20. That's the information I was looking for... So *if* you are only backing up one volume *and* that volume is backing up/verifying successfully *and* you can restore from the backup *and* you get the un-named volume error *and* Retrospect carries on regardless -- I'd just ignore it. If the error is causing other problems, eg killing the script while there are still other machines to process, re-arrange things so the erring machine is the last to be done. If the error is truly killing the system, eg popping a dialog that must be dismissed before continuing, I'd look into script triggers and a GUI-targetted AppleScript to automatically dismiss the dialog so RS can continue. Some things are easier to work round than to fix 😉
  21. No -- I'm suggesting that it is successfully scanning, backing up, and verifying the storage volume, and is *then* failing to scan a nameless volume. What's the output from "lsblk --fs", without the device selector? I'm assuming that, as with a Mac client, you can set things to back up the complete Linux box, only selected volumes, etc. Perhaps a previous "only the storage volume" tick-box was forgotten in the transfer to the new server.
  22. It looks like you've got an un-named volume on the Linux client, and RS isn't happy about volumes without a name. Try setting things so that only the (named) storage volume(s) is/are backed up.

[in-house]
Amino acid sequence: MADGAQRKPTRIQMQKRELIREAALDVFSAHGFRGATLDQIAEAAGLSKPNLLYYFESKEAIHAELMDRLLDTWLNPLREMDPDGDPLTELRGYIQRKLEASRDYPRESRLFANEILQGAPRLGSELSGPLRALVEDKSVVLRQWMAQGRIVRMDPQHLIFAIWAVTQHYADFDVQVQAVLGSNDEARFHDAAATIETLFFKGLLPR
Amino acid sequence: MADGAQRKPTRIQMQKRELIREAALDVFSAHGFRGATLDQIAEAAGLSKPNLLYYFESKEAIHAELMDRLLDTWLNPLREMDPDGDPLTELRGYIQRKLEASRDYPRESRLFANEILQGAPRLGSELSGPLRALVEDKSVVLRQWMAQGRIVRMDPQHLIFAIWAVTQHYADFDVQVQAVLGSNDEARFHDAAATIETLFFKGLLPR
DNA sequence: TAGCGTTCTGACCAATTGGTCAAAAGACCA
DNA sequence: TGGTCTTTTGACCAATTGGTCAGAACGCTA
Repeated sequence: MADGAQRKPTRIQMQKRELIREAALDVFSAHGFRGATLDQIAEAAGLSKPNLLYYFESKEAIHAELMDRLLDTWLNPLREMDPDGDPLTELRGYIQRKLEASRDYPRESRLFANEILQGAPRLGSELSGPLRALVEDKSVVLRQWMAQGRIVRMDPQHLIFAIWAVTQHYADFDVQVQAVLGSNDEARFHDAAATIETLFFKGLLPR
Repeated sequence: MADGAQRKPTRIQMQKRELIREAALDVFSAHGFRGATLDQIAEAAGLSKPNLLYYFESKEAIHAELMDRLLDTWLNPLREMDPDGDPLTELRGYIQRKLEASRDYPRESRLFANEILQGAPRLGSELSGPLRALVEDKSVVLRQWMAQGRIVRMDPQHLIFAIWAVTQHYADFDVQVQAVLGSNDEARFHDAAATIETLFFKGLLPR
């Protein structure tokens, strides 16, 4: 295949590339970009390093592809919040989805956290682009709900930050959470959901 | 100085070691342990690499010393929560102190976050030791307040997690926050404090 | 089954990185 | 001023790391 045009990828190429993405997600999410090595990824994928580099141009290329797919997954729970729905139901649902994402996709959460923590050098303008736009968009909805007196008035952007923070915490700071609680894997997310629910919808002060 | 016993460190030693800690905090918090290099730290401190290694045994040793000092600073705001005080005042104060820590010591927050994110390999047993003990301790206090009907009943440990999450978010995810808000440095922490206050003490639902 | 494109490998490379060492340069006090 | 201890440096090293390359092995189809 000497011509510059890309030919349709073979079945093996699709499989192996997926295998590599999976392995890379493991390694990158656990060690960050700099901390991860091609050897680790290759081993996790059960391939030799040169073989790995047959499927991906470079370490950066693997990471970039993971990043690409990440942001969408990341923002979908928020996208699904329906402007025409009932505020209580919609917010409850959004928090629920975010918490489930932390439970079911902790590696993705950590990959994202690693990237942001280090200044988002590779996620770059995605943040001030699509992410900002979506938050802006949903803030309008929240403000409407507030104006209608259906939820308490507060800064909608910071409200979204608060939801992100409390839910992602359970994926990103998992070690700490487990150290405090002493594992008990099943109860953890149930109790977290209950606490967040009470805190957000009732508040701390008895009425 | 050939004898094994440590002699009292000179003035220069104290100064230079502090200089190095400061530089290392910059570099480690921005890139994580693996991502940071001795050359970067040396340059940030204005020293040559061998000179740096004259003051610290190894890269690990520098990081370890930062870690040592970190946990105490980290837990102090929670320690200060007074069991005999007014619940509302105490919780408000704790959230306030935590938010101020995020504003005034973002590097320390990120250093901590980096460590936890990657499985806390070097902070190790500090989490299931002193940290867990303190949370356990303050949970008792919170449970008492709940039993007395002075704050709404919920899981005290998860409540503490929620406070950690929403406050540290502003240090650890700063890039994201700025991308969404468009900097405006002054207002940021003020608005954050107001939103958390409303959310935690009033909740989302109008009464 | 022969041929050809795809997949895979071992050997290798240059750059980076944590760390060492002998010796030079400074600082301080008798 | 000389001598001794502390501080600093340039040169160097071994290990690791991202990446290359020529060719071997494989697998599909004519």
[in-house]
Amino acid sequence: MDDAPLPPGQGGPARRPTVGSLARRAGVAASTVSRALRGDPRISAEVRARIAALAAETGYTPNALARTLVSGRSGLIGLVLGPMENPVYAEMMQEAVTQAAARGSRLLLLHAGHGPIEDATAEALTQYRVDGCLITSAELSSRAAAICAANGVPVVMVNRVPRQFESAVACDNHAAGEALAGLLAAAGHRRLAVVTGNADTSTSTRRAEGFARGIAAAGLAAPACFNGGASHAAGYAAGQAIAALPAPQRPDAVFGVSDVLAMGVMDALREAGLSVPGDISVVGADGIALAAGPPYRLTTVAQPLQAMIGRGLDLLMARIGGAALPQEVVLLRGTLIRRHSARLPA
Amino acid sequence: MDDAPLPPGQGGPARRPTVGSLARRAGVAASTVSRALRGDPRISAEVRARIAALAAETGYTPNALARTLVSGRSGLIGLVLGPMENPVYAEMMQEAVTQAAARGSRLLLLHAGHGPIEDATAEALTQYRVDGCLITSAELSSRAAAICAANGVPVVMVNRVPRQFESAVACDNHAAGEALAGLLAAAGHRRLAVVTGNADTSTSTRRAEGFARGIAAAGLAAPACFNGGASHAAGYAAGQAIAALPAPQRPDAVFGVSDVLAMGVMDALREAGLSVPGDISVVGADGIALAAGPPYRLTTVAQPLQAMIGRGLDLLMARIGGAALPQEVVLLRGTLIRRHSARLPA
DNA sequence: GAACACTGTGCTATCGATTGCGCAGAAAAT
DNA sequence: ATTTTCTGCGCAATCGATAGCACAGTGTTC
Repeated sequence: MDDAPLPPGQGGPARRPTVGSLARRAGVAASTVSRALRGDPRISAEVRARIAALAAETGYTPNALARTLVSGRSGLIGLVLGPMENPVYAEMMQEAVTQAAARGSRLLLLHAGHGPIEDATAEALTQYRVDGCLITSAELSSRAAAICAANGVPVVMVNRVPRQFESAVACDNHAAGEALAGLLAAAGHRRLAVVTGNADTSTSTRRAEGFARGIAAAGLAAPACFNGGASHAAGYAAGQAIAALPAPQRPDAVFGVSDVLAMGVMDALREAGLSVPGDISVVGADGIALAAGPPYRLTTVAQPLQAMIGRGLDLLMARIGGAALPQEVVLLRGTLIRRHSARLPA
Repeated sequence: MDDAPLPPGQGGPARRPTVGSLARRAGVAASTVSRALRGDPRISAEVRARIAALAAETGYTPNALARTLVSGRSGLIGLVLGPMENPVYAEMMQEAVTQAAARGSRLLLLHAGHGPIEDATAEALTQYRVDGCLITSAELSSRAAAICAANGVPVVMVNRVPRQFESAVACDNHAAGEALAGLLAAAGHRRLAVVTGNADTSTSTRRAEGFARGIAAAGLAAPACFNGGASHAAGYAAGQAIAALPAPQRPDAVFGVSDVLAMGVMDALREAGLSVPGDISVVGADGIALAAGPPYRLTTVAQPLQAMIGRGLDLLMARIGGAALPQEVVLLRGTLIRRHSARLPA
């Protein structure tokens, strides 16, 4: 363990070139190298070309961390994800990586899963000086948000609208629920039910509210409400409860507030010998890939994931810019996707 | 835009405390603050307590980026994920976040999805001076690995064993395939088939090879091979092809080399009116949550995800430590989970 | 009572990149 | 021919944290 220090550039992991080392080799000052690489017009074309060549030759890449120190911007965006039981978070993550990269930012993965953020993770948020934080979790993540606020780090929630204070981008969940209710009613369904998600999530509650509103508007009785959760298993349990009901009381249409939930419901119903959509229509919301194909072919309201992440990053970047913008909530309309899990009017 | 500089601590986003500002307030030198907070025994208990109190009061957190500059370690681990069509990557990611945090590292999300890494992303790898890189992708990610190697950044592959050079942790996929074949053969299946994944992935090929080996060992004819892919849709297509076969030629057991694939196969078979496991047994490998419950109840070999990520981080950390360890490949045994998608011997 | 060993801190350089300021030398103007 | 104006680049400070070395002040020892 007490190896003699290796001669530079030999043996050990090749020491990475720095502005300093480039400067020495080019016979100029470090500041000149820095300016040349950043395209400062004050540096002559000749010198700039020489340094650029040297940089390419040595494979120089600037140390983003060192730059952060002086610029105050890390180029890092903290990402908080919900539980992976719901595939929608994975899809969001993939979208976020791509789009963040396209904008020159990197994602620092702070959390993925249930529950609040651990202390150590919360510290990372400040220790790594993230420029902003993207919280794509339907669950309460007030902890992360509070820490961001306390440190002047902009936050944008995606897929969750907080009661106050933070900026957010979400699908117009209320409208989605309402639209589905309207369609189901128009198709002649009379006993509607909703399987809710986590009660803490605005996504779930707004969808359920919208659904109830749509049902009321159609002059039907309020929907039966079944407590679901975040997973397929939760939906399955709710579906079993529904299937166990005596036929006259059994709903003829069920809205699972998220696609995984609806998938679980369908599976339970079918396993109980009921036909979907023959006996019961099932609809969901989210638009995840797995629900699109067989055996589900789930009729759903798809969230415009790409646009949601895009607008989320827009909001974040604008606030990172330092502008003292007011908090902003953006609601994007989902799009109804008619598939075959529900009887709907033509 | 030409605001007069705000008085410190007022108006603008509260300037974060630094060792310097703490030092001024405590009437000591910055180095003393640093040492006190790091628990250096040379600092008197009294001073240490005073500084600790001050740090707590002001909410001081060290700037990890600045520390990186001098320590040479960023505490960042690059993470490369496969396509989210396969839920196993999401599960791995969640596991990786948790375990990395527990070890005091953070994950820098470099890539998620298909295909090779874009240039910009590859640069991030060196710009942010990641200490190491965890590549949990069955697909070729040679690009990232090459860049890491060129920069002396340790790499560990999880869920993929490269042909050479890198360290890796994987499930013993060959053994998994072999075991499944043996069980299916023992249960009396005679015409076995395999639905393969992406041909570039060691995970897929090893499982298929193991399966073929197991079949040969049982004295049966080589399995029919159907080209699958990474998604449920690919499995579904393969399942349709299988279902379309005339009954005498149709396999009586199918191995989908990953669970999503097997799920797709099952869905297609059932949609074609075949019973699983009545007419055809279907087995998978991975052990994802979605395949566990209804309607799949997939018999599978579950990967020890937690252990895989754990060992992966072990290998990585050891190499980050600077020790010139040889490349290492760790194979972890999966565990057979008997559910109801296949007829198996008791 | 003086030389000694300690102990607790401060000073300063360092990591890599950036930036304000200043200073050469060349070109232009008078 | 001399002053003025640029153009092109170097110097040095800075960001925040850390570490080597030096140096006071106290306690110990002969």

23. Crazy suggestion -- try naming the new share "2nd_Online_Backup" instead, and see if that solves it. Reason being, different implementations of SAMBA have different lengths of "valid" names, and using the same first-13 characters in each may be confusing something (eg if it only parsed the first 8 characters). Otherwise, knowing your NAS make/model might help.
  24. Does the failing PC have wireless, ethernet, or both? If it was working and now isn't, you haven't made any changes to Retrospect client or server, and you also have a PC that it *is* working on... I'd say the first thing to do is to play "spot the difference" between the two PCs -- why are they behaving differently to the same cues?
  25. Mac screenie, but repeated mentions of Windows -- I'll assume you've got Windows client problems... See if you can find your current client version. Uninstall it, restart the client machine, re-install using a fresh download from here -- personally, I'd start with the most recent ( and, if that was still problematic, work my way back version by version. If you don't want to re-register the client with the server you could take a punt and simply re-install over the top of the old client. I've just installed the latest client on a clean, up-to-date, Windows VM without issues, so it looks like something specific to this instance rather than a generic Windows problem (but I don't deal with Windows much, so I'm probably wrong...).